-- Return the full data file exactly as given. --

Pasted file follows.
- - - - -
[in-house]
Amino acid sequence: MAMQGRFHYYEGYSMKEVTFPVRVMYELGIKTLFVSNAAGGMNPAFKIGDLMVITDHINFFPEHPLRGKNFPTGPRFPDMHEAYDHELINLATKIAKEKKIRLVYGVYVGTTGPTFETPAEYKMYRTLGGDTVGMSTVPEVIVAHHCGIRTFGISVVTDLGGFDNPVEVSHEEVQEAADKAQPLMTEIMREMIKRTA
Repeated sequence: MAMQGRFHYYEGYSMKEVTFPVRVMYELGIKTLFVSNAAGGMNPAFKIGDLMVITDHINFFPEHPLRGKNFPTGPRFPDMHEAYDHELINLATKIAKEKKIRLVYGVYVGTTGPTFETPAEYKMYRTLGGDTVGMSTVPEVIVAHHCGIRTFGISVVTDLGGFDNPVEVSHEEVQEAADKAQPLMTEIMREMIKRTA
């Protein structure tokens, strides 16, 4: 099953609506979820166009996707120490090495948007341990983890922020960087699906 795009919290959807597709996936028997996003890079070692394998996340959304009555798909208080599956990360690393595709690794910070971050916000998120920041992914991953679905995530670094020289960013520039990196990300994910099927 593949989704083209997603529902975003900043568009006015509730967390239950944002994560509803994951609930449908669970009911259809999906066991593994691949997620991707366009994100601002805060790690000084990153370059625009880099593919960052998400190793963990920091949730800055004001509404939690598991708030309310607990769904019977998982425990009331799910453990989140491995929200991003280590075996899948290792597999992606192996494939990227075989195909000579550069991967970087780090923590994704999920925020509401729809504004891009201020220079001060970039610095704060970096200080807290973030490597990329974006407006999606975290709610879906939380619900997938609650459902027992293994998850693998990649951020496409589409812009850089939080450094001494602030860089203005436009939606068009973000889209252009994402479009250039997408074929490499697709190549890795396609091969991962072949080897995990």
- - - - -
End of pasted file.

[in-house]
Amino acid sequence: MAMQGRFHYYEGYSMKEVTFPVRVMYELGIKTLFVSNAAGGMNPAFKIGDLMVITDHINFFPEHPLRGKNFPTGPRFPDMHEAYDHELINLATKIAKEKKIRLVYGVYVGTTGPTFETPAEYKMYRTLGGDTVGMSTVPEVIVAHHCGIRTFGISVVTDLGGFDNPVEVSHEEVQEAADKAQPLMTEIMREMIKRTA
Repeated sequence: MAMQGRFHYYEGYSMKEVTFPVRVMYELGIKTLFVSNAAGGMNPAFKIGDLMVITDHINFFPEHPLRGKNFPTGPRFPDMHEAYDHELINLATKIAKEKKIRLVYGVYVGTTGPTFETPAEYKMYRTLGGDTVGMSTVPEVIVAHHCGIRTFGISVVTDLGGFDNPVEVSHEEVQEAADKAQPLMTEIMREMIKRTA
């Protein structure tokens, strides 16, 4: 099953609506979820166009996707120490090495948007341990983890922020960087699906 795009919290959807597709996936028997996003890079070692394998996340959304009555798909208080599956990360690393595709690794910070971050916000998120920041992914991953679905995530670094020289960013520039990196990300994910099927 593949989704083209997603529902975003900043568009006015509730967390239950944002994560509803994951609930449908669970009911259809999906066991593994691949997620991707366009994100601002805060790690000084990153370059625009880099593919960052998400190793963990920091949730800055004001509404939690598991708030309310607990769904019977998982425990009331799910453990989140491995929200991003280590075996899948290792597999992606192996494939990227075989195909000579550069991967970087780090923590994704999920925020509401729809504004891009201020220079001060970039610095704060970096200080807290973030490597990329974006407006999606975290709610879906939380619900997938609650459902027992293994998850693998990649951020496409589409812009850089939080450094001494602030860089203005436009939606068009973000889209252009994402479009250039997408074929490499697709190549890795396609091969991962072949080897995990």